Istanbul, Rumi and the Gods @ BYOB Party in February, 2016 (Part 2)
A question that lay heavy in the minds of the readers this BYOB party(see Part 1) was the idea of light reading vs heavy reading. Does light reading define the book or the person reading it? What one calls light may be another person’s heavy. Tastes differ. The reads below wouldn’t classify as light.
Sumaa Tekur loves to read while she commutes. It was on one of those commutes in Mumbai that she came across a book called Strangeness in My Mind by Orhan Pamuk, a writer with an extreme sense of his own geography and who seems to be writing the same story over and over again, as Abhaya observed, though each time as beautifully as the next. The protagonist of almost all Pamuk’s books is Istanbul itself. The book takes us on a journey through the protagonist Mevlut’s life. Mevlut has a small trade and encounters his own miracles; through his story, Istanbul unravels itself in all its dusty dynamism.
Chandru, writer and researcher at Around io., finds the idea of discussing books at a BYOB party interesting. He was a regular reader and a huge fan of Sidney Sheldon, until spirituality kindled his interest. Farukh Dhondy’s Rumi: A New Translation reflects this fascination. Jalaluddin Rumi’s poems negotiate the divine and not so divine with a panache that no poet since has been able to imitate. Dhondy engages in a challenging feat when he translates the untranslatable as magic is hard to replicate.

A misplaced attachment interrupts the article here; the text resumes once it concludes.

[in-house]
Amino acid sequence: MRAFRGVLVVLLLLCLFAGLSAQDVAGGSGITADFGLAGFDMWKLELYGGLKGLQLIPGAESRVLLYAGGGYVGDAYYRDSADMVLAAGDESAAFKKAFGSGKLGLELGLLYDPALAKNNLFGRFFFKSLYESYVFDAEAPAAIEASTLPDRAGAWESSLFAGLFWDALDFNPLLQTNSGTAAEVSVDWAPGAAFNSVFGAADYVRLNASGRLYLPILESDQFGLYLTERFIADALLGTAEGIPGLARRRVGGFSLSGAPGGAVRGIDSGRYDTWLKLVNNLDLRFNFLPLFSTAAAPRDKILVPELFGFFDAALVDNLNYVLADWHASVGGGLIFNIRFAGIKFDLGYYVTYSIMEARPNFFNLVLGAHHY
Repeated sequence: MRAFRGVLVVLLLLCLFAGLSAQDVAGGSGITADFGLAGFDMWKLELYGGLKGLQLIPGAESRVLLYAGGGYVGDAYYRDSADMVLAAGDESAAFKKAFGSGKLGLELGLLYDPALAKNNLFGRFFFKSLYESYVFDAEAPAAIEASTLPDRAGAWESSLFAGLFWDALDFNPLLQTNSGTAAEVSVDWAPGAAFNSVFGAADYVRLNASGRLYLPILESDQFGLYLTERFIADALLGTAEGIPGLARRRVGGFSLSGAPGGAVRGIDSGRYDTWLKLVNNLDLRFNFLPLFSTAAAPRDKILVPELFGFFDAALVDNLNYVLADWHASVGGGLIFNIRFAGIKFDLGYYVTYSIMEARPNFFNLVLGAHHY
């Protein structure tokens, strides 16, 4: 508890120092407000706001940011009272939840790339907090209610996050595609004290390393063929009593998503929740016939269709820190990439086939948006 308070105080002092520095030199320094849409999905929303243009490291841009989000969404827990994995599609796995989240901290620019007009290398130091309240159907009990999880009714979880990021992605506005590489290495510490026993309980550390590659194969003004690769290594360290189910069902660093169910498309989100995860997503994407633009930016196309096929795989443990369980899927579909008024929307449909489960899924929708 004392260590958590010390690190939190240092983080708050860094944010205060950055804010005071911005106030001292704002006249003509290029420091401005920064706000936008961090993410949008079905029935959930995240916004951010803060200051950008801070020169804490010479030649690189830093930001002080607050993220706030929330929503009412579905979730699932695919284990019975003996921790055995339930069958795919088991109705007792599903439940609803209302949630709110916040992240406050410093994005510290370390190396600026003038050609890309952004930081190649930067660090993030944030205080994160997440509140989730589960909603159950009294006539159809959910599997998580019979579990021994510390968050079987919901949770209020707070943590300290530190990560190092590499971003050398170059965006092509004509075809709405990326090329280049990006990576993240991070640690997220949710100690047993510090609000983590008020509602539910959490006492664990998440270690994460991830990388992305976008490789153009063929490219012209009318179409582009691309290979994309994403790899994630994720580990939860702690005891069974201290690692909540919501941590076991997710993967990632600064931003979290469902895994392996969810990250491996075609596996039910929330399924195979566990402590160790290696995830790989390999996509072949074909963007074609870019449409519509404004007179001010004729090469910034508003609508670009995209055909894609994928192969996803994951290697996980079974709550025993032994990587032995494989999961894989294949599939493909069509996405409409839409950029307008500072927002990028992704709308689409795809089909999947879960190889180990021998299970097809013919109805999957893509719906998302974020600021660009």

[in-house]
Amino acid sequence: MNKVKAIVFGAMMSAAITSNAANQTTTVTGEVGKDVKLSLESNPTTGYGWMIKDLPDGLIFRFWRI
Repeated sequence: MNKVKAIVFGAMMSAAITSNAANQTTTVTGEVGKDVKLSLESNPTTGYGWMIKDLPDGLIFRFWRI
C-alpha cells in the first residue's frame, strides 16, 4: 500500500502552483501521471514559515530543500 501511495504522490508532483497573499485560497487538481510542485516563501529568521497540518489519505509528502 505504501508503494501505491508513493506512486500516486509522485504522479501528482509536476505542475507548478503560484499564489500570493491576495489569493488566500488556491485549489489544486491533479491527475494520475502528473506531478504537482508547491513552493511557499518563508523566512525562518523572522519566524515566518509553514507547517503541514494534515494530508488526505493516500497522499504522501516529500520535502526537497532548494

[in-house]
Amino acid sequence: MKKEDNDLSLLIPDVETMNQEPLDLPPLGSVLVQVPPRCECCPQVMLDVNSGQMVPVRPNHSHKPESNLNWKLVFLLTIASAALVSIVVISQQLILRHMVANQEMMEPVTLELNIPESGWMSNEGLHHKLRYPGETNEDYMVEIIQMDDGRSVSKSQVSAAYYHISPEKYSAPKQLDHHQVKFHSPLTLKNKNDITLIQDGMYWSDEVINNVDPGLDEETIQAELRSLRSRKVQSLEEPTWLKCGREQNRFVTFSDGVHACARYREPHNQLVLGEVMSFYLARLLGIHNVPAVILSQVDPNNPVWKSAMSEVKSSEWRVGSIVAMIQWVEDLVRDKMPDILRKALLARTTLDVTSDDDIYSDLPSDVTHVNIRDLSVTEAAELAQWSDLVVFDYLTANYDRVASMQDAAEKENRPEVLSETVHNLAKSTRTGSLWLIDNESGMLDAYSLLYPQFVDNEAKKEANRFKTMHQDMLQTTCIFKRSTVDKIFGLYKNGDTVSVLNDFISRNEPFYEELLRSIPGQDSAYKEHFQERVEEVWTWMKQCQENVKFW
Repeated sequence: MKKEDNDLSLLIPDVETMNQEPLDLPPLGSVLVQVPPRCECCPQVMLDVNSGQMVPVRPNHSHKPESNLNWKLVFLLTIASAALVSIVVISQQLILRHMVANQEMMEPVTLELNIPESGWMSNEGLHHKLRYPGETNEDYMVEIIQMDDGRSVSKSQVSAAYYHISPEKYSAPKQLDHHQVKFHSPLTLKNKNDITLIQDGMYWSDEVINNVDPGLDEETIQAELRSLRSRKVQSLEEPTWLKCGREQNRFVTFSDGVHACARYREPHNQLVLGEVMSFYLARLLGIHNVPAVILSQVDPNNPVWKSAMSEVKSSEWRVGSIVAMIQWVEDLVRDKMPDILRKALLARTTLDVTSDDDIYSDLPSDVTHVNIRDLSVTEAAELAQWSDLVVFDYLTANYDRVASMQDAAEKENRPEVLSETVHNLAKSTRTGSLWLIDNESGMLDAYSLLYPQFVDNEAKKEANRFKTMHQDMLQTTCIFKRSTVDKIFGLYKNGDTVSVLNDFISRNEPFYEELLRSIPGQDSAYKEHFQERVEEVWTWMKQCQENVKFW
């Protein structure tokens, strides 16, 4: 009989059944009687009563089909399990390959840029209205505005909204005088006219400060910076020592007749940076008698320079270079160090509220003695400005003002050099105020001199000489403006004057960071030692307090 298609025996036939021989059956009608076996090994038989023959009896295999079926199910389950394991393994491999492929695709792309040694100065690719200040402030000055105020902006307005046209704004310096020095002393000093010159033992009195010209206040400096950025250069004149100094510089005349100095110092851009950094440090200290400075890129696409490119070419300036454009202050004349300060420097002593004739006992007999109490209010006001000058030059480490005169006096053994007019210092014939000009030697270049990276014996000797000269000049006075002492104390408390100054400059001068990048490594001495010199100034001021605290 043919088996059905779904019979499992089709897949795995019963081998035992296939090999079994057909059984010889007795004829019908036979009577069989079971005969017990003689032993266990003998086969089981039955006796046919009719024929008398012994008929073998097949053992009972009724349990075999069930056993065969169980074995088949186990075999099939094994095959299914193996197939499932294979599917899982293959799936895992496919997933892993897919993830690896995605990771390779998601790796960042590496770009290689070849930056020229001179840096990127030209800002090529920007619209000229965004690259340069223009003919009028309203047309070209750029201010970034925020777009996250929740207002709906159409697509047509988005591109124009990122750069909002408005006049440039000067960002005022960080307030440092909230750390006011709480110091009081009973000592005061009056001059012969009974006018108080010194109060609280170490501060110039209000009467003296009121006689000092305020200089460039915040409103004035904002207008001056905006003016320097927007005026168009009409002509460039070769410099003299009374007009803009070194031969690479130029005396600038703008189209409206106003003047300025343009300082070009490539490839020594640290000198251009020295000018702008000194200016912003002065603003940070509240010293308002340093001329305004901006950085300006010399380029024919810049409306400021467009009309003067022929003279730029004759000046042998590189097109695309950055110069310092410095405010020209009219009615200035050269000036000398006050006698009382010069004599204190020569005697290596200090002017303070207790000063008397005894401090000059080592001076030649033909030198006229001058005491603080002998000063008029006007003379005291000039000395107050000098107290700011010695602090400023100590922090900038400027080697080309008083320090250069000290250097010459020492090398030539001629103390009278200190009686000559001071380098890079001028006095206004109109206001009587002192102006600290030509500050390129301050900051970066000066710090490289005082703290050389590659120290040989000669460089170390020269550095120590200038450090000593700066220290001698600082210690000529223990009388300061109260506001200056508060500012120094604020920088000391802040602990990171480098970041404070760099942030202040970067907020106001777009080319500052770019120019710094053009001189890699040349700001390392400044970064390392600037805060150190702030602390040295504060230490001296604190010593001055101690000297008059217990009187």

Ralph encouraged everyone in the group to pick up Mohamed ElBaradei’s The Age of Deception: Nuclear Diplomacy in Treacherous Times. ElBaradei was Director of the UN’s International Energy Agency and he and his agency were recipients of the 2005 Nobel Peace Prize.
“It’s important to read books like these so that we get a clearer picture of the world. The message of the book is simple- intimidation and humiliation are not the best tactics to succeed in any conflict,” says Ralph.
Arisudan Yadav, Project Manager at Wipro, read a semi scientific drama called the Chariots of the Gods. The hypothesis of this book is that many of civilization’s achievements were bestowed upon us by aliens we saw as Gods. What happens when posterity arrives at an uncivilized place? Whether it’s the pyramids in Egypt or the bizarre runways in Latin America, there seems to be something at work, call it aliens, call it Gods, the choice is yours. As the conversation progressed, a questioned arose whether humans are necessary at all. As a species we are redundant, came one comment. To put things in perspective domesticated animals could not survive without us, said another.
Still in the sci-fi mindset, Abhaya mentioned that E.M.Forster’s story The Machine Stops has a visionary quality about in that it predicts instant messaging. Does the past indeed have all the answers? The conversation deepened and reference was made to the ancient epic Mahabharata.
We simply cannot have a BYOB party without any mention of the Mahabharata. More in Part 3.